How others will see it. In a nervy call, Hearts and Minds won the Oscar for Best Documentary. Today, the imdb.com user ratings are extremely high, and despite graphic content, they are slightly higher from women than they are from men. Women are traditionally more anti-war than are men, because they pay more attention to the consequences of war than its politically charged causes.
How I felt about it. This is an important film, because of its historical content. The snippets of interviews, the glimpses into the lives of people associated with different aspects of the Vietnam War, are valuable documents.
Of course, the makers of the documentary, Henry Lange and Bert Schneider, have an agenda. The film is propaganda. The purpose of the movie is to discredit the American involvement in the Vietnam War. The documentary is scattershot, but in the end, effective. Most open-minded, educated, and intelligent viewers will conclude from the movie that it was wrong for America to wage war in Vietnam.
The film barely mentions the Domino Theory, the eventual basis for American entry into the Vietnam War. That theory was based on Soviet political consolidation of Eastern Europe immediately after World War II. If one country falls to communism, the neighboring countries will fall, too. And so on, and so forth, like a tumor taking over the world.
In addition, there were many opportunistic politicians who used the cry of "Communist!" to bully opposition or encourage votes from the gullible. Joseph McCarthy was only the worst among those.
As we know now, the Domino Theory was wrong. Vietnam became communist. Neighbor Thailand did not. Vietnam was of marginal strategic importance after all. The United States wasted massive economic resources, and committed war crimes on an extraordinary scale. A generation of American young men was fearful of the draft, brainwashed into the honor of killing Vietnamese, and (in some cases) killed, crippled, or emotionally damaged.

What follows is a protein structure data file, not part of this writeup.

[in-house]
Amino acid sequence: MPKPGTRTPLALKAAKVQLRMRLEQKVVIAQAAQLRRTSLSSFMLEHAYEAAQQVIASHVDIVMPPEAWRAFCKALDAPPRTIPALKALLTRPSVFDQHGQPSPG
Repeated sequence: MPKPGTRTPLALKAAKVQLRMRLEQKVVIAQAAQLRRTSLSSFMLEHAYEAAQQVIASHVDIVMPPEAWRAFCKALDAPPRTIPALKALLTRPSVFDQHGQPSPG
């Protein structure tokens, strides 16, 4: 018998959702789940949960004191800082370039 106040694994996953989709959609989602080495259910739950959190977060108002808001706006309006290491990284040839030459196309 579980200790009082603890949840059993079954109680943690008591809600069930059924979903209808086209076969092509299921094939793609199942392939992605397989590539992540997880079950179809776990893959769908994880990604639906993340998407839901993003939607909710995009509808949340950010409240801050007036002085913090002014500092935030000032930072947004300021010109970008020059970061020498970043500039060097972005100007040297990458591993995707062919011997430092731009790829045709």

The U.S. lost the Vietnam War. The North Vietnamese won. They would have won under any scenario, since they were fiercely dedicated, and would wait out the Americans, as they had the French and Chinese for centuries before. If U.S. military advisors had done their job correctly, they would have told their commanding officers this. But then, that is not what the commanders would have wanted to hear.
We know this now. Few Americans understood it during the 1960s, because they were told partial, misleading information, and out and out lies, by American generals and Presidents, who were in turn guided by political self-interest or the now-discredited Domino Theory.
Some bright bulbs, such as Presidential advisor Clark Clifford, realized through a process of education that the war was hopeless. Others, like Democratic speechwriter Daniel Ellsberg, took the additional step to realize that the war was not only lost, it was misguided, and even wrong, to begin with.
But the military officers, trained to obey orders, continue to cling to false positions, because those positions provide their anchor of sanity. General William C. Westmoreland and Lt. George Coker make embarrassingly racist statements about the Vietnamese to justify what they did, and what was done to them.
Hearts and Minds is invaluable for demonstrating all this to us, although in some cases we have to connect the dots ourselves. However, the documentary should have been better structured to provide a narrative or continuity. That makes it lesser, in terms of quality, than The Fog of War or Full Metal Jacket.